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Saying Goodbye to CPSC With the Wind in Its Sails, Set On The Right Course

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"I slept and dreamt that life was joy. I awoke and saw that life was service. I acted and behold service was joy." - Indian author Rabindranath Tagore

It has been a joy to serve as the Chairman of the U.S. Consumer Product Safety Commission during the past four and a half years. There were trying times, of course, but it was a joy to see the results of our hard work.

To all of the moms and dads, consumers and stakeholders, I can proudly tell you that we got the job done. And, because we got the job done, children and consumers came out as the winners.

In July 2009, just weeks after arriving at the agency, I went on national TV and announced that for the first time CPSC was going to enforce an important child safety law. The Virginia Graeme Baker Pool and Spa Safety Act was signed by President Bush in 2007, and it aimed to prevent drownings and drain entrapments. I made it clear that no public pool or spa could open unless it installed safer drain covers and complied with the law.

Over the years, I was honored to work with the law's advocates Rep. Debbie Wasserman Schultz and Nancy Baker, as well as Karen Cohn and Katey Taylor. Together, we honored Graeme, Zachary, and Abigail by using the law to make tens of thousands of pools safer. Since 2008, no child in the United States has died because of a pool or spa drain entrapment.

December 15, 2010 was a key moment in the history of consumer product safety and one of my proudest days as Chairman. On that day, I stood with Michelle McNanamara-Witte, Rep. Jan Schakowsky, and Sen. Kirsten Gillibrand to announce that the Commission had approved a rule creating the strongest crib safety standard in the world.

After 11 million cribs had been recalled and dozens of precious children had been taken from their parents too son, including Michelle's son Tyler, we corrected a major safety lapse from prior years. We even overcame a last minute attempt to delay the vote by Republican members of the Commission. We persevered, got the job done, and children can sleep safer in the cribs used in childcare center centers and for sale today.

On October 20, 2011, we kept up our momentum and passed the capstone requirement of the Consumer Product Safety Improvement Act (CPSIA). During the "year of the recall" in 2007, parents and grandparents called on Congress to repair the hole in our nation's product safety net by insisting that children's products be independently tested.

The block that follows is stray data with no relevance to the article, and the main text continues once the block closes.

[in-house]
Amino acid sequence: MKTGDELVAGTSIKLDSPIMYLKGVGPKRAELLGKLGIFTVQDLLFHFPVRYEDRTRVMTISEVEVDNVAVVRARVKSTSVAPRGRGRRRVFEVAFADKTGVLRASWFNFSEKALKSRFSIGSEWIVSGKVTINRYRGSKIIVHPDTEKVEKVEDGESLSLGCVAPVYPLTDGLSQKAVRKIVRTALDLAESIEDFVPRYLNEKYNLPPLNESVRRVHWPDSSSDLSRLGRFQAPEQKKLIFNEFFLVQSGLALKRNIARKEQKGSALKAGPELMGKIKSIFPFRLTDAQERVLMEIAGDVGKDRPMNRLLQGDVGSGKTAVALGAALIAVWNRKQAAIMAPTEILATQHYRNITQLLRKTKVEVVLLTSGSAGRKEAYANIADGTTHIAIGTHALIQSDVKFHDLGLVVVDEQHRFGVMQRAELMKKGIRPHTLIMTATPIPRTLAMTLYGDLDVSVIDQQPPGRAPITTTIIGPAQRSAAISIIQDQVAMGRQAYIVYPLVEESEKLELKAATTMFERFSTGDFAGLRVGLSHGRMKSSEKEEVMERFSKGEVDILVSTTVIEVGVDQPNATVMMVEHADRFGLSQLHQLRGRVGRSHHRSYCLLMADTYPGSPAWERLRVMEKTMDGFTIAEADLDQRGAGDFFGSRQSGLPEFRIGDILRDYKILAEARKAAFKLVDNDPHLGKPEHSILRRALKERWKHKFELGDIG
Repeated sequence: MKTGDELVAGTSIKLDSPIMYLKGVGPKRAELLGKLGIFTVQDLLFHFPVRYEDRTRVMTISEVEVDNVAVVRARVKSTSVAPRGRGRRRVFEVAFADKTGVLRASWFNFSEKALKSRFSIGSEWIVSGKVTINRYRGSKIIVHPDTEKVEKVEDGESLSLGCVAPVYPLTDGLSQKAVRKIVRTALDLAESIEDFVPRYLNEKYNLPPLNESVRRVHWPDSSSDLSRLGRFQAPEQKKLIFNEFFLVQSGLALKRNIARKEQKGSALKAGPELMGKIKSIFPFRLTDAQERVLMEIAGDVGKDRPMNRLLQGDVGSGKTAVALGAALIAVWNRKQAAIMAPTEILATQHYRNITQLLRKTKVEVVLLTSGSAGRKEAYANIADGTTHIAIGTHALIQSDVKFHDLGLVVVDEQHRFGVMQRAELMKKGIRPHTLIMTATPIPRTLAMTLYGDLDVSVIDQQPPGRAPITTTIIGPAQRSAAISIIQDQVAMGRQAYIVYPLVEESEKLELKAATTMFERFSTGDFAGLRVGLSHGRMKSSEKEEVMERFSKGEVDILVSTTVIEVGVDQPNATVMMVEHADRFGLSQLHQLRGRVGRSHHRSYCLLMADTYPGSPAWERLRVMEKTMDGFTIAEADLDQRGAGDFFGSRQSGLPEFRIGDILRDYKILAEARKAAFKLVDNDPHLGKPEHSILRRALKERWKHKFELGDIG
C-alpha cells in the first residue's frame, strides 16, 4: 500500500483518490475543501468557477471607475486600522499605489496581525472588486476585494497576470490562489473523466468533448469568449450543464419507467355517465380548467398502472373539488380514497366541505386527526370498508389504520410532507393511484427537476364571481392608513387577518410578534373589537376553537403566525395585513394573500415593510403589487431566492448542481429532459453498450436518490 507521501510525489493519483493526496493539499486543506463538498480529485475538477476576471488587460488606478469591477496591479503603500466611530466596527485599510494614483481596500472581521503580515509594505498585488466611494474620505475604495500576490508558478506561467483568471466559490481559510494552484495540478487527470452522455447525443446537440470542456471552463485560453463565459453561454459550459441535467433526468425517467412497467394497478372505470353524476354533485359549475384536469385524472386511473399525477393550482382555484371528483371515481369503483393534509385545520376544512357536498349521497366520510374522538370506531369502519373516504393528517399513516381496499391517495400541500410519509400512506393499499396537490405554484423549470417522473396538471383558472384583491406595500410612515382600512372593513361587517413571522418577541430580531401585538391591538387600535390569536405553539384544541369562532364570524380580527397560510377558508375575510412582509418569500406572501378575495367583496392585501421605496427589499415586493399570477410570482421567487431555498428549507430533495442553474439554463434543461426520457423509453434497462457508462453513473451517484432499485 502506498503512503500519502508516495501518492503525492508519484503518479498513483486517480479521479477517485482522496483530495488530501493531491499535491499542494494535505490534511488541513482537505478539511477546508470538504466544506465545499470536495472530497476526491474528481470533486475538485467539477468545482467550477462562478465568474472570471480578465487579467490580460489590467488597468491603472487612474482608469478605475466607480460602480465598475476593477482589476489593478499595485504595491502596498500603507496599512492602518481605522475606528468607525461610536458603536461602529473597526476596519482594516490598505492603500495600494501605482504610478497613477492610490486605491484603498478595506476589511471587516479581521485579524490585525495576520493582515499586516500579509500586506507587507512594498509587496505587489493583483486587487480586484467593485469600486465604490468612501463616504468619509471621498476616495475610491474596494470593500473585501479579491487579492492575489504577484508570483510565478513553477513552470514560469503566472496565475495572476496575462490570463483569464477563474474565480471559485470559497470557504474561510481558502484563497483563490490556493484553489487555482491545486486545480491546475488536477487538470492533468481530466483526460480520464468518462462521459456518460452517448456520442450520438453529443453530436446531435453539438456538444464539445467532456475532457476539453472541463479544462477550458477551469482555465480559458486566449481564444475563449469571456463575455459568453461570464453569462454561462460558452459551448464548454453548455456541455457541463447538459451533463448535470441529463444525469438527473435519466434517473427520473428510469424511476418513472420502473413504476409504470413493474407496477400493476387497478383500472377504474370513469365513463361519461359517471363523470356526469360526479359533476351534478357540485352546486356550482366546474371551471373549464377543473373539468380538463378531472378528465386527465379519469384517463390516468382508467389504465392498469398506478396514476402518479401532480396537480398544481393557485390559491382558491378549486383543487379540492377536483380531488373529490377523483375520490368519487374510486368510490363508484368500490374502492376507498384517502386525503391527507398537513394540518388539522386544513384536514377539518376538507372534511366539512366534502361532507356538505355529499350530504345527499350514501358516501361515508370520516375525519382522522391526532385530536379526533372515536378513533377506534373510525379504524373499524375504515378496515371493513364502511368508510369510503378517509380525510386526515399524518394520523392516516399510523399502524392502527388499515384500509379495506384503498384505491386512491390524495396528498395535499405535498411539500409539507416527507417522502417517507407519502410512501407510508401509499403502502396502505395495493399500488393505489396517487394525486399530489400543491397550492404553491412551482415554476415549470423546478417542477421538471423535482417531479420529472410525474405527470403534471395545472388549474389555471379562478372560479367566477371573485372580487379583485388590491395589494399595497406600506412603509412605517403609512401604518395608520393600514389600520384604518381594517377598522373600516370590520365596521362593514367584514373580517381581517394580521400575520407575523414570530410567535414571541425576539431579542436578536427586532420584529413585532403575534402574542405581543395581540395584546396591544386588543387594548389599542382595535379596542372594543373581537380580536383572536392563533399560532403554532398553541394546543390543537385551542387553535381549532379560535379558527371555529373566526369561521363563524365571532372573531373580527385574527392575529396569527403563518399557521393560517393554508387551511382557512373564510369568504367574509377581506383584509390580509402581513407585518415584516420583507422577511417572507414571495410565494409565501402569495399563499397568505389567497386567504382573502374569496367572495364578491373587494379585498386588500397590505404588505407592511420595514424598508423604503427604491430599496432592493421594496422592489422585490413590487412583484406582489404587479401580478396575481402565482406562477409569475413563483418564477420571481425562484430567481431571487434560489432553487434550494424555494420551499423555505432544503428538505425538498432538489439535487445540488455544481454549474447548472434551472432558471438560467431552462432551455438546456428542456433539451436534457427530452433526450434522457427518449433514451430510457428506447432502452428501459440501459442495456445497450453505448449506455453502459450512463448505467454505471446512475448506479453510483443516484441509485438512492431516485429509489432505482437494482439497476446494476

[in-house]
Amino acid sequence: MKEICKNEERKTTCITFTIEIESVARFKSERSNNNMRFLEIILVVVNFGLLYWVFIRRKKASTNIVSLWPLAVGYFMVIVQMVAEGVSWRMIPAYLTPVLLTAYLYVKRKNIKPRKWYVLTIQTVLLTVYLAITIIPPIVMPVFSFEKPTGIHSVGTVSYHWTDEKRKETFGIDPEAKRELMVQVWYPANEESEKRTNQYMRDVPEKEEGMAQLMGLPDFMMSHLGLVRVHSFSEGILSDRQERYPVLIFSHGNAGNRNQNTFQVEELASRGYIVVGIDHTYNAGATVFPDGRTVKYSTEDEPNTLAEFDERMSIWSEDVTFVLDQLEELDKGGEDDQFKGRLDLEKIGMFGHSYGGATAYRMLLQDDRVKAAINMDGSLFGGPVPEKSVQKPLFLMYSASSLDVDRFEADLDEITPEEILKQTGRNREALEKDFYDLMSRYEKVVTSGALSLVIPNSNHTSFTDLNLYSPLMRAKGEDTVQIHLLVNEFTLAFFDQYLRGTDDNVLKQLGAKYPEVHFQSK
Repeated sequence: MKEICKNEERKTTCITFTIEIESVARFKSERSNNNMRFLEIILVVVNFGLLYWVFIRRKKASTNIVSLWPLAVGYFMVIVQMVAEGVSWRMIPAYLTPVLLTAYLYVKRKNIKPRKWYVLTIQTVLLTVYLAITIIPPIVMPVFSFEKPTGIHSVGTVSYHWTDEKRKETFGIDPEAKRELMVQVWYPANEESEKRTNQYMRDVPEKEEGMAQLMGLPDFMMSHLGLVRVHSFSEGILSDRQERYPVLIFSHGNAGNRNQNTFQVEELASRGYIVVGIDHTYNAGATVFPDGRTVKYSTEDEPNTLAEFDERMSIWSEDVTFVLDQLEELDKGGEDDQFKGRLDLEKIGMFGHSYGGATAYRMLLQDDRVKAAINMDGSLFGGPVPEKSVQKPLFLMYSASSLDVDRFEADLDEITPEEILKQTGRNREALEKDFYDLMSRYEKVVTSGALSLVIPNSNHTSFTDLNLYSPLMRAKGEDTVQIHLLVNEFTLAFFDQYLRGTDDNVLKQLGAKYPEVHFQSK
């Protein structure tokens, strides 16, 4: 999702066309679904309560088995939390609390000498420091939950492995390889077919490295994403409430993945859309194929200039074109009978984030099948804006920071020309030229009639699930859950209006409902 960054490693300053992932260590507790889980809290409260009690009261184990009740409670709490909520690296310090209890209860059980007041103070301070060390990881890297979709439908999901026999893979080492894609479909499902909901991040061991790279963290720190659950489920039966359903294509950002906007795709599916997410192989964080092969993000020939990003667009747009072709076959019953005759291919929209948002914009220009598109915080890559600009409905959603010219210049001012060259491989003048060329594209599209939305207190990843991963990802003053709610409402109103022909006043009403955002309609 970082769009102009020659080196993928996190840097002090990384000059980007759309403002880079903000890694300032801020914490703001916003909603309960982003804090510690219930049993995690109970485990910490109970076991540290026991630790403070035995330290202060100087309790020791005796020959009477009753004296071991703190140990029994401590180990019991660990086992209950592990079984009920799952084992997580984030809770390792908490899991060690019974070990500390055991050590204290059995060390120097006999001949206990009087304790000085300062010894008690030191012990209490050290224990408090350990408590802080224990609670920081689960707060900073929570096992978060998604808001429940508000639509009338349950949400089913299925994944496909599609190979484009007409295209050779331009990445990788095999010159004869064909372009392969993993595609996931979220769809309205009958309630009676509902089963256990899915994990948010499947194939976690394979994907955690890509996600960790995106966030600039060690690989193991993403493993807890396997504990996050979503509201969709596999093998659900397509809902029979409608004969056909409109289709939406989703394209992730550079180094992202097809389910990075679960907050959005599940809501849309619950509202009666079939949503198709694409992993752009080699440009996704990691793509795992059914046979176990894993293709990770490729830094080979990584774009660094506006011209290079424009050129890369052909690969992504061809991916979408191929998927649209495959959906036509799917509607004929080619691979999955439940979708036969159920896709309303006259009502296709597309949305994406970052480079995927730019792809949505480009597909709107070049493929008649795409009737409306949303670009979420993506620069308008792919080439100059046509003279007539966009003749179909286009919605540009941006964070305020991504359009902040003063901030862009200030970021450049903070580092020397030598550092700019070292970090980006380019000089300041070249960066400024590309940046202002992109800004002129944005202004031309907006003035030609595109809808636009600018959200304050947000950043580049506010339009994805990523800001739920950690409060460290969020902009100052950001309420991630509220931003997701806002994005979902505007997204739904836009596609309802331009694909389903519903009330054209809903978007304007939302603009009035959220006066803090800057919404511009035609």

On that exciting day in 2011, CPSC passed an independent testing rule and made our product safety net one the best in the world. In the audience, I can remember seeing the smile on the face of Charley Pereira as I announced that the rule had passed. Charley's beautiful daughter Savannah had died a year earlier, after she was strangled by the cord of a baby monitor.

Charley urged the agency to honor the memory of Savannah and get the job done. We did. And today, there are more than 425 testing labs around the world that CPSC has approved to make sure toys and children's products pass our rigorous safety standards, before they reach store shelves.

Then on June 29, 2012, we proved once again that CPSC stands for safety. I remember standing outside of the U.S. Capitol on that warm and sunny day, joined by the inspiring Linda Ginzel and Nancy Cowles, and fellow champion of children Rep. Jan Schakowsky. With tears and pride, we announced that CPSC had approved a new federal safety standard for play yards.

In my office, I displayed a photo of a smiling Danny Keysar. In 1988, Danny was tragically killed in a previously recalled play yard at his childcare center, after his neck was trapped in a collapsed side rail. Danny's parents, Linda Ginzel and Boaz Keysar, worked for the next 14 years to turn tragedy into advocacy. They formed Kids In Danger, hired Nancy Cowles to run the organization, and teamed up with Rep. Schakowsky to write Danny's Law into the CPSIA.

The legacy of Danny's Law will last for decades, as parents purchase juvenile products that meet new and improved safety standards. These standards will prevent drownings in bath seats, falls from infant carriers, finger amputations from strollers, and entrapments in bed rails.

All of these moments will stay with me long after I leave the agency, because they are symbolic of the good we did, the promises we fulfilled, and the lives we saved.

We have come a long way since I first took over the reins of CPSC. We are no longer operating in a state of crisis; instead, we have become a proactive regulator. We took safety to the source in China and turned CPSC into the global leader in consumer product safety.

It has been a great honor to serve the President, the agency, and American consumers. I have met and worked alongside so many talented and special people during my travels. Special thanks to the staff at CPSC for their hard work, countless accomplishments and tireless commitment to the mission.

As my time at CPSC comes to a close, I have a request of each of you: connect with CPSC. Log on to http://saferproducts.gov to report or search for product incident reports. Sign up to receive emails about recalls or follow the agency on social media. Let your friends and family know that newer is safer when it comes to children's products.

This is a time when the American consumer is being well represented by CPSC and is being better protected by a global system of safety that is getting stronger. Together, we are building a product safety system that is built to last so that future generations of children and other consumers have an even greater level of safety.